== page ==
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Anatoly Shcharansky is in Poor Health; Avital Says He is Disturbed by Nightmares and Has to Rest

March 20, 1986
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Growing speculation that Anatoly Shcharansky is in poor health was confirmed Wednesday by his wife, Avital. But she said a report that he was too ill to attend a banquet in his honor Tuesday night was “a little exaggerated.”

Avital Shcharansky, who was reunited with her husband in West Germany on February II when he was released by Soviet authorities in an East-West prisoner exchange after spending nine years in Russian prisons and labor camps, said he “has to rest …He is resting now… He has to walk a lot.”

She also disclosed that Shcharansky’s sleep was disturbed by nightmares, “dreams of the punishment cell.” He had been kept in solitary confinement for long periods during his incarceration as punishment for protesting against his harsh treatment.

Avital made her comments in reply to questions during a brief appearance before a conference here of the U.S. Union of Councils for Soviet Jewry; the British “Group of 35,” which has been campaigning for emigration rights for Soviet Jews; and the Jerusalem-based Soviet Jewry Education and Information Center.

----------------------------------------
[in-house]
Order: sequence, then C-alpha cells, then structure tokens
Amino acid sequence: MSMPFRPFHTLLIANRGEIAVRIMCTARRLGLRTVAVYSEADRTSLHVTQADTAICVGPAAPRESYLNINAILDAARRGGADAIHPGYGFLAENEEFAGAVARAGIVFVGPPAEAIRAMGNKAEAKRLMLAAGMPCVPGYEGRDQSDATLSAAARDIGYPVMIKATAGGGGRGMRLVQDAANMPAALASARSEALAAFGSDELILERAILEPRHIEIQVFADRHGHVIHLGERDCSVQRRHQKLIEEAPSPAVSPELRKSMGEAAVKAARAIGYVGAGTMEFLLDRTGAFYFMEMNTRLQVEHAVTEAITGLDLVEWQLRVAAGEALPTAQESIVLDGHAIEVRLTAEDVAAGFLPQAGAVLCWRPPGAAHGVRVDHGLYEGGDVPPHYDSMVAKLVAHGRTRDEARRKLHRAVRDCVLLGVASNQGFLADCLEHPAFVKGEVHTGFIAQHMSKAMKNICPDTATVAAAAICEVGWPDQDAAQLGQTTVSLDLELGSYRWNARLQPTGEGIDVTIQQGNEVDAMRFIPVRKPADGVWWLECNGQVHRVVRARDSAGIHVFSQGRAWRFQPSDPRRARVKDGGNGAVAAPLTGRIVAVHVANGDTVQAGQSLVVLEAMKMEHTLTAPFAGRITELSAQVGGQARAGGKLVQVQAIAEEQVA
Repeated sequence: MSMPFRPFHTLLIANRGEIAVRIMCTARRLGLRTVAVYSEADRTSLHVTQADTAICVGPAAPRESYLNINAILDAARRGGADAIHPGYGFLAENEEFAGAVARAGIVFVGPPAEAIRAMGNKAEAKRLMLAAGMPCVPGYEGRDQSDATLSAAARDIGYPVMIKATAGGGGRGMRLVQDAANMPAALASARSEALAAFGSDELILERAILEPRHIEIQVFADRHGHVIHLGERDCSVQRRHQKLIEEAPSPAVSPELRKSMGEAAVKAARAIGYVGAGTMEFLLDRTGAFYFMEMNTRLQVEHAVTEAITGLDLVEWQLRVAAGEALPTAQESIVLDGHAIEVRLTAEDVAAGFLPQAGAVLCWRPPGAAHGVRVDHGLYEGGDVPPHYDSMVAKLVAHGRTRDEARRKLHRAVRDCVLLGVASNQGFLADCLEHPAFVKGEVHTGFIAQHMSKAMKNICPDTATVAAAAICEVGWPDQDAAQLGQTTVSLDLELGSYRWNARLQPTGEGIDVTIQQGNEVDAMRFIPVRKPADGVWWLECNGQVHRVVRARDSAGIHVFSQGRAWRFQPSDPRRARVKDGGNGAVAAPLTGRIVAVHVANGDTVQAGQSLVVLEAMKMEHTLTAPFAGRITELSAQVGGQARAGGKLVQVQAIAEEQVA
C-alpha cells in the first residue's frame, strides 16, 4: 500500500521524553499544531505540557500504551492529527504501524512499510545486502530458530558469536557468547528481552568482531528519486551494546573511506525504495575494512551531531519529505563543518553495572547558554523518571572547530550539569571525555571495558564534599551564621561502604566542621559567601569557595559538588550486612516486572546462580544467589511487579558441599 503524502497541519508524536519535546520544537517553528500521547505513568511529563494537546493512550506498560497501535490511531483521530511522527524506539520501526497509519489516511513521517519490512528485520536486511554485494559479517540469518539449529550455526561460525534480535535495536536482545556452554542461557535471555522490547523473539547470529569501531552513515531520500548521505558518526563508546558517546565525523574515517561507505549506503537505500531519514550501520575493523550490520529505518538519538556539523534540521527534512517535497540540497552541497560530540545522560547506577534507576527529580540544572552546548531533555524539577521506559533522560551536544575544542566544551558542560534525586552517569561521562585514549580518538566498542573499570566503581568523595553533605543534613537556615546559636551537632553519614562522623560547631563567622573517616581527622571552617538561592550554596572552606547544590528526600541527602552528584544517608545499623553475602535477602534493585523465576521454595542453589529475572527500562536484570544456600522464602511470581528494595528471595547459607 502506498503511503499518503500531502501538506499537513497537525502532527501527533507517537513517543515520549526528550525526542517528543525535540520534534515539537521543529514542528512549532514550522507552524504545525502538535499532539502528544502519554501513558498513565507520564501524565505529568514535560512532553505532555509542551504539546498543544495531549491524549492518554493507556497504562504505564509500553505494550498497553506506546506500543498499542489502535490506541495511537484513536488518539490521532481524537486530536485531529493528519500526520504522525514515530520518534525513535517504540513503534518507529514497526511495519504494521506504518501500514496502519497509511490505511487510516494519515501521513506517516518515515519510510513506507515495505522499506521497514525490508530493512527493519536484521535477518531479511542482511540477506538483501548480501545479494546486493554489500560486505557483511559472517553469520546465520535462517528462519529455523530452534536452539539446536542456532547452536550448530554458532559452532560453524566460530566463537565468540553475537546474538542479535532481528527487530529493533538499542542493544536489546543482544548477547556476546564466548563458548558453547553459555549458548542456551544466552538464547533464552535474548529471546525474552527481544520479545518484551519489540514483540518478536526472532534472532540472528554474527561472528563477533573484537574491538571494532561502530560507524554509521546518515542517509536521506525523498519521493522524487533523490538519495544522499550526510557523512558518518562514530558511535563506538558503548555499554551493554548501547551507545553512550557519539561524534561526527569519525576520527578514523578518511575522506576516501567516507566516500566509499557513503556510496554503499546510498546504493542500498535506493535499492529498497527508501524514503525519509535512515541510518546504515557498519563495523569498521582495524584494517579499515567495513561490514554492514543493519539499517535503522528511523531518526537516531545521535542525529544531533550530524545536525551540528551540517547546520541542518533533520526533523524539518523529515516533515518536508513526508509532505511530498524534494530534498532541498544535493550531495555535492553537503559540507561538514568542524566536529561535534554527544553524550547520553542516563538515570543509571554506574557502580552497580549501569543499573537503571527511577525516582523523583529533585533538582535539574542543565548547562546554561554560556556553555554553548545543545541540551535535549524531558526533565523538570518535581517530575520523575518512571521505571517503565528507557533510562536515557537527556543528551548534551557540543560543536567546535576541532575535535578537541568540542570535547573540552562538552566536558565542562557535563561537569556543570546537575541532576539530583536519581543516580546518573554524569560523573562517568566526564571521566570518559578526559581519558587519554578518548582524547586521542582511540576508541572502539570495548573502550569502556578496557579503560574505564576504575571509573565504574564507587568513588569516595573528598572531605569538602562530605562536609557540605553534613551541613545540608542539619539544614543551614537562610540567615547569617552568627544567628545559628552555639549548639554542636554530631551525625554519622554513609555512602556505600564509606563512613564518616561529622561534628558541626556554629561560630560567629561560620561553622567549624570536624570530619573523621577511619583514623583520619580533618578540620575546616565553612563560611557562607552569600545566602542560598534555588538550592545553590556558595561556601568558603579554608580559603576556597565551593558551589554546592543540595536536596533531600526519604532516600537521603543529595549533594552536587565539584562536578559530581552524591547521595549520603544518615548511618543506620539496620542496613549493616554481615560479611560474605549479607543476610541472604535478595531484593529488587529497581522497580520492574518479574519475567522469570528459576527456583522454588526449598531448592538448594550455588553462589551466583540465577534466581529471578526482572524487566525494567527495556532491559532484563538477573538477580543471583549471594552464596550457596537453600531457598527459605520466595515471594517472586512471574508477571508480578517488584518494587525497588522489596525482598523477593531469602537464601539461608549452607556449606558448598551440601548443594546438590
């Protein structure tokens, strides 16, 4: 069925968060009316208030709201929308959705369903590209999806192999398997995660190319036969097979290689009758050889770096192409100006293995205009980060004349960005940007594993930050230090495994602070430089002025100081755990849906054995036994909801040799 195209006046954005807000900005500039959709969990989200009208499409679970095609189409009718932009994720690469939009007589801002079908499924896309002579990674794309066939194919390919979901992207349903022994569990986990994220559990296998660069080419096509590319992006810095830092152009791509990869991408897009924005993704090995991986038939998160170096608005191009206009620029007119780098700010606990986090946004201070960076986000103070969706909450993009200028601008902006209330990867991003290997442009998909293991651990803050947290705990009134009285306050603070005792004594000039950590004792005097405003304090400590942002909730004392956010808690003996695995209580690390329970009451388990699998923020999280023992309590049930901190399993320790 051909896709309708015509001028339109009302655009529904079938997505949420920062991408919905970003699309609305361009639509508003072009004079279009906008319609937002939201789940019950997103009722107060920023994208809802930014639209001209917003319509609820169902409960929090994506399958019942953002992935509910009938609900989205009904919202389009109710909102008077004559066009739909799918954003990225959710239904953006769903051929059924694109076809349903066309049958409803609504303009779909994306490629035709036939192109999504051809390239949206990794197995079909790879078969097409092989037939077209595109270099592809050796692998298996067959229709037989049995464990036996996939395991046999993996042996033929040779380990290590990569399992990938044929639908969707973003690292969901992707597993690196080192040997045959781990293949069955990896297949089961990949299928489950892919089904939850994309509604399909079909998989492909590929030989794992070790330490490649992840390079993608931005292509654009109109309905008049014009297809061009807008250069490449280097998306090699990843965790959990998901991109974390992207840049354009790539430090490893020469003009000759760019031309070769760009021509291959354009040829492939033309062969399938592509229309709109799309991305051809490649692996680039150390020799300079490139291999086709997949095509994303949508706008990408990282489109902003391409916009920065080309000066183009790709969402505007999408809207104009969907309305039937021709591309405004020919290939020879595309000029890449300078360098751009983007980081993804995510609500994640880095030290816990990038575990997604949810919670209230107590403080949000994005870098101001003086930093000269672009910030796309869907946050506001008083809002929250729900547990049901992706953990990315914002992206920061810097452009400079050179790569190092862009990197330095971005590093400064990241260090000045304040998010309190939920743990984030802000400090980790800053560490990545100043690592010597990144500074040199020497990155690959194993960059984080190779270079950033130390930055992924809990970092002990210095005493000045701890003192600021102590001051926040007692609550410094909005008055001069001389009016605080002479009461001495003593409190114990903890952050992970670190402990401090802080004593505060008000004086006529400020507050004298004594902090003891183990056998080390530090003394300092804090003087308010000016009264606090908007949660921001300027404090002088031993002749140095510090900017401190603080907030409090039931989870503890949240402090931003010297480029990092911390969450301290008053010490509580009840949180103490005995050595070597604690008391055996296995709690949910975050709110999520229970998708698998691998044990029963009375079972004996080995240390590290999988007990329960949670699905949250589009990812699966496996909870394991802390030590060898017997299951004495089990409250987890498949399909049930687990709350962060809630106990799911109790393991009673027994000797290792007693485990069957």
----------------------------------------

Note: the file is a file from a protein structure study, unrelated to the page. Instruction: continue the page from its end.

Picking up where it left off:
The “Group of 35” held a banquet in Tel Aviv Tuesday night to honor Shcharansky. He did not appear and Soviet aliya sources said he was too ill even to record greetings to the banquet.


The same sources said he has not been able to sleep or to adapt to a normal diet after years of deprivation in the Soviet Gulag. According to these sources, Shcharansky, 38, has trouble walking any distance because of a heart condition.

But his wife said he was eating lots of fruit and vegetables for their vitamin content and her remark that “he has to walk a lot” seemed to scotch reports that he found walking difficult.

Concern over Shcharansky’s health arose because he has not been seen in public for several weeks. He and his wife have been at a holiday resort in northern Israel. When the couple was reunited last month they hadn’t seen each other since their wedding day in Moscow in 1974. It was understood they would seek seclusion after the tumultuous welcome Shcharansky received on his arrival in Israel.

At that time he looked fit, walked briskly, spoke to reporters and addressed well-wishers at length. Doctors who examined him after his arrival found him to be well, though fatigued and suffering from an unspecified heart condition. Avital said her husband would have a second medical checkup after their holiday.

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